Norfolk Casino Ballot Referendum Campaign Underway, City and Tribe ‘All-In’
Posted on: September 1, 2020, 01:29h.
Last updated on: September 2, 2020, 09:30h.
Supporters of bringing Norfolk a casino resort began their ballot referendum campaign this week, the Pamunkey Indian Tribe joined by Mayor Kenneth Alexander in kicking off the initiative.
The Pamunkey Indians are ready to invest $500 million in building a casino property on 13.4 acres of land just east of the Harbor Park baseball stadium.
Located on the banks of the Elizabeth River, the development plans include a 300-room hotel, spa, entertainment space, multiple indoor and outdoor pools, restaurants and bars, and casino with slot machines, table games, and a sportsbook.
But it can only come to reality with the backing of local voters on November 3. A simple majority support is needed for the ballot referendum to pass. Along with Alexander, Virginia Delegate Jay Jones (D-Norfolk) was at the ballot campaign kickoff yesterday.
I’ve been a supporter of this project since it was first presented to me two years ago,” Jones declared. “I’m proud to be ‘All-In’ on a project that will bring not just jobs — but career opportunities — to this community.”
Local casino referendums will also be held on November 3 in Danville, Portsmouth, Bristol, and Richmond.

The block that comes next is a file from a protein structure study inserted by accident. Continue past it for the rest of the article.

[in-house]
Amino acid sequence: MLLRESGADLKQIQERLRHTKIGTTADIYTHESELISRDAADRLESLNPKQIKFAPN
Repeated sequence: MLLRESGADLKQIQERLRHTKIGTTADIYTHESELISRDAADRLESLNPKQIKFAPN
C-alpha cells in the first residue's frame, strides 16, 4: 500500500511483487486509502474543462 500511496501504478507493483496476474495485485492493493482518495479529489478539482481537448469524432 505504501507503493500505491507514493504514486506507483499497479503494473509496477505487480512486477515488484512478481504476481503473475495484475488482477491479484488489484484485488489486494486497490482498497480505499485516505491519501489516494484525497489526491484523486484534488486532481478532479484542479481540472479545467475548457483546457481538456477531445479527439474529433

Campaign Touts Economic Benefits
“All-In for Norfolk Casino” is leading the campaign to rile up support for allowing the Pamunkey Indian Tribe to proceed with its casino ambitions. Virginia Gov. Ralph Northam (D) signed legislation during the 2020 General Assembly session that authorized casino resorts in five economically distressed cities, so long as voters approve of the plan through a local ballot referendum.
With just over two months to go before Norfolk voters decide the casino’s fate, All-In for Norfolk will inundate voters with commercial and radio spots, billboards, yard signs, and mailings.
The campaign claims the casino will generate between $43.79 million and $51.18 million annually for area public schools, and approximately $25 million annually for the City of Norfolk.
The Pamunkey Indian Tribe, if the referendum passes, will pay the city $10 million for the vacant land next to Harbor Park, and city officials say that money will go directly towards the renovation of Booker T. Washington and Maury high schools.
The Pamunkey Indian Tribe has claimed ancestral ties to Norfolk and had been considering a ploy to build a tribal casino operation in the city. Since a Native American casino wouldn’t be held to the same tax obligations as a commercial enterprise, city leaders have made the tribe its preferred gaming partner.
The city will only sell the Harbor Park land to the tribe if it agrees to operate the casino as a commercial business that is subject to not only casino taxes, but also lodging, restaurant, sales, and property taxes.
The Pamunkey Tribe has no experience in operating a commercial casino. It’s also a small community, its tribal membership numbering just 200. Seeing an opportunity, Tennessee billionaire Jon Yarbrough, who made his fortune manufacturing and selling gaming machines, is backing the tribe’s casino plans in Norfolk.
The tribe has been able to secure adequate funding due to its relationship with Yarbrough. Forbes estimates the Video Gaming Technologies founder to have a net worth of $2.6 billion.
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